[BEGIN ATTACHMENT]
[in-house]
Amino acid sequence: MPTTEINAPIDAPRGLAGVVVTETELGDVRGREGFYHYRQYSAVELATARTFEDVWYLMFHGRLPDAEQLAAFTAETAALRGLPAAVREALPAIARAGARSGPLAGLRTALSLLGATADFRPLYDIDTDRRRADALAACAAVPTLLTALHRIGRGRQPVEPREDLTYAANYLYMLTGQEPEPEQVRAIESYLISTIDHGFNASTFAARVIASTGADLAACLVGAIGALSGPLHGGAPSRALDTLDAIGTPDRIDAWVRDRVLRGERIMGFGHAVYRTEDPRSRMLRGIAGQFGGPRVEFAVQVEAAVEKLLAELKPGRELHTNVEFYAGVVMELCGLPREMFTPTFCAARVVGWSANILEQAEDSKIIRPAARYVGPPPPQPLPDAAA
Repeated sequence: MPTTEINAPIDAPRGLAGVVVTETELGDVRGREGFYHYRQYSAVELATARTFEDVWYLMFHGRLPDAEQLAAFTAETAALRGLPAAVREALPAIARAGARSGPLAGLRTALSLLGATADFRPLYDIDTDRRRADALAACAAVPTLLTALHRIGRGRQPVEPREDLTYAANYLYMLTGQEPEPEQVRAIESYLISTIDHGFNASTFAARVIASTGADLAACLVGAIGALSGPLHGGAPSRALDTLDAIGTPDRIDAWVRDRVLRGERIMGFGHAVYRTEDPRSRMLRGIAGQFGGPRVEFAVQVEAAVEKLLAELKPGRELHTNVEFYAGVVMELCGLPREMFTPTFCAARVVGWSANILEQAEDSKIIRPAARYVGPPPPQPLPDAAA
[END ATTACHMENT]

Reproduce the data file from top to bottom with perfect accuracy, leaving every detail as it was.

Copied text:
[in-house]
Amino acid sequence: MPTTEINAPIDAPRGLAGVVVTETELGDVRGREGFYHYRQYSAVELATARTFEDVWYLMFHGRLPDAEQLAAFTAETAALRGLPAAVREALPAIARAGARSGPLAGLRTALSLLGATADFRPLYDIDTDRRRADALAACAAVPTLLTALHRIGRGRQPVEPREDLTYAANYLYMLTGQEPEPEQVRAIESYLISTIDHGFNASTFAARVIASTGADLAACLVGAIGALSGPLHGGAPSRALDTLDAIGTPDRIDAWVRDRVLRGERIMGFGHAVYRTEDPRSRMLRGIAGQFGGPRVEFAVQVEAAVEKLLAELKPGRELHTNVEFYAGVVMELCGLPREMFTPTFCAARVVGWSANILEQAEDSKIIRPAARYVGPPPPQPLPDAAA
Repeated sequence: MPTTEINAPIDAPRGLAGVVVTETELGDVRGREGFYHYRQYSAVELATARTFEDVWYLMFHGRLPDAEQLAAFTAETAALRGLPAAVREALPAIARAGARSGPLAGLRTALSLLGATADFRPLYDIDTDRRRADALAACAAVPTLLTALHRIGRGRQPVEPREDLTYAANYLYMLTGQEPEPEQVRAIESYLISTIDHGFNASTFAARVIASTGADLAACLVGAIGALSGPLHGGAPSRALDTLDAIGTPDRIDAWVRDRVLRGERIMGFGHAVYRTEDPRSRMLRGIAGQFGGPRVEFAVQVEAAVEKLLAELKPGRELHTNVEFYAGVVMELCGLPREMFTPTFCAARVVGWSANILEQAEDSKIIRPAARYVGPPPPQPLPDAAA